pilots’ Master Executive Council (MEC) chairman. “But our objective is to
rebuild this company to what it was. This can be accomplished when the
pilots and management work together toward a common goal with a common
vision of the future. It’s more than survival—we are aiming for renewal.”
The MEC has distributed bag tags, stickers, and construction hats with
the new slogan and is staying in touch with the pilot group across multiple
channels—including podcasts, all-pilot calls, and additional Family
ALPA Reps Attend AABI Conference
Capt. Dave Farmer (Delta), chairman of ALPA’s Leadership Committee, and
ALPA staff members participated in the winter conference of the Aviation
Accreditation Board International (AABI) in mid-February in Auburn, Ala. As
part of the conference, town hall meeting participants examined a proposal
by John Allen, director of the FAA’s Flight Standards Service, to create a
U.S. Aviation Academy Program (USAAP).
The Program would address the anticipated pilot shortage by offering a
specialized four-year scholastic and flight training program. USAAP would
establish a board to set standards for participating U.S. academic
institutions that offer these programs—schools like AABI-accredited Auburn,
Embry-Riddle, and the University of North Dakota. The cost would be borne by
contributions from airlines, government, participating colleges, students,
and private philanthropies.
The conference also featured an industry/educator forum, which examined
promoting safety in collegiate aviation programs and establishing a
framework for professionalism, responsibility, and decision-making.
Participants discussed how best to prepare student aviators for real-life
situations and how to bolster the public image of new pilots as
The next AABI conference will take place in Montreal, P.Q., in July in
conjunction with the International Civil Aviation Organization and its Next
Generation of Aviation Professionals initiative.
The AABI, composed of many large and small universities and colleges in
the United States and Canada, sets accreditation standards for those
institutions’ aviation programs. The organization also audits member
programs on an ongoing basis to ensure that they meet or exceed established
Education Committee Update
Committee Participates in Ace Club Meetings and Other Events
ALPA’s Education Commit-tee is working to establish an ACE Club this year
at the University of North Dakota (UND) and is continuing to support the ACE
Club at ERAU-Daytona Beach. The Committee plans to use video conferencing at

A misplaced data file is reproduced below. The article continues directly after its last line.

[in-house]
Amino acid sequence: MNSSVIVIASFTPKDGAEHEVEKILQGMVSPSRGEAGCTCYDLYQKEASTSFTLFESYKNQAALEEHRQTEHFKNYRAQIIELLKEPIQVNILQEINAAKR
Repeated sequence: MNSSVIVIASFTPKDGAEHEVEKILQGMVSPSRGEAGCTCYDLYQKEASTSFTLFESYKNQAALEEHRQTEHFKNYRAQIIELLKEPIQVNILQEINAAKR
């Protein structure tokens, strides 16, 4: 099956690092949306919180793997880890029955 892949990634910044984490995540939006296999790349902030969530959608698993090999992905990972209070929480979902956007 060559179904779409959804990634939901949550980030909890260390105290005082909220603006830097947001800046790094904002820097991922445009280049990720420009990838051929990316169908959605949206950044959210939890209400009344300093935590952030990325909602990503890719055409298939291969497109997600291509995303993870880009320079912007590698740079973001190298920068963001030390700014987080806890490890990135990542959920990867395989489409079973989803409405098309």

ACE Club meetings so that subject-matter experts can attend without being on
location. Video conferencing will allow the Committee to hold ACE Club
events at smaller schools that are unable to support individual ACE Clubs.
In March, Committee members attended the Women in Aviation Conference in
Dallas, Tex., and the Maus Middle School’s 8th Grade Career Day in Frisco,
Tex. In May, the Committee will participate in the Kingsbury Center Career
Day in Washington, D.C.
Interested in volunteering at an Education Committee event?
here for more information.
The Committee would like to remind ALPA members to take a few minutes
each month to participate in student surveys posted on the Education
Committee website. Aviation students, some of whom are current ALPA pilots,
need to gather survey information as part of their course of study. To
participate in a survey,
Canada Board Meets, Approves Strategic Plan
ALPA’s Canada Board convened in mid-February in Vancouver, B.C., to
review its draft strategic plan and communications action plan. After a
lively discussion, the Board unanimously approved the plan with the mission
“to work collectively as the leading advocate and representative for the
Canadian professional pilot, with a focus on safety.”
Board members discussed several topics, including
• flight time/duty time and the Fatigue
Management Working Group,
• promoting captain’s authority with regard to
• new Canadian SID/STAR phraseology,
• a new regulation that restricts airspeed
below 10,000 feet,
• runway safety,
• pending legislation affecting Canadian
During the meeting, the Board also heard a report from the chairman of
the Board of Insurance Trustees (BOIT) Committee and reviewed proposed new
BOIT trust documents, which the Board approved.
The Canada Board will convene again in December.
ALPA Represents Canadian Members at Various Meetings
At the end of January, Réal Levasseur, an ALPA senior staff engineer,
participated with other airline industry partners in a Transport Canada-led
one-week focus group on CRM. The focus group was working to accelerate
CRM-related recommendations for the 702, 703, and 704 airlines through
various levels of the regulatory process.
During the first week of February, Levasseur took part in a risk
assessment working group dealing with Transportation Safety Board of Canada
recommendations on CVR updates, stemming from the Sept. 2, 1998, Swissair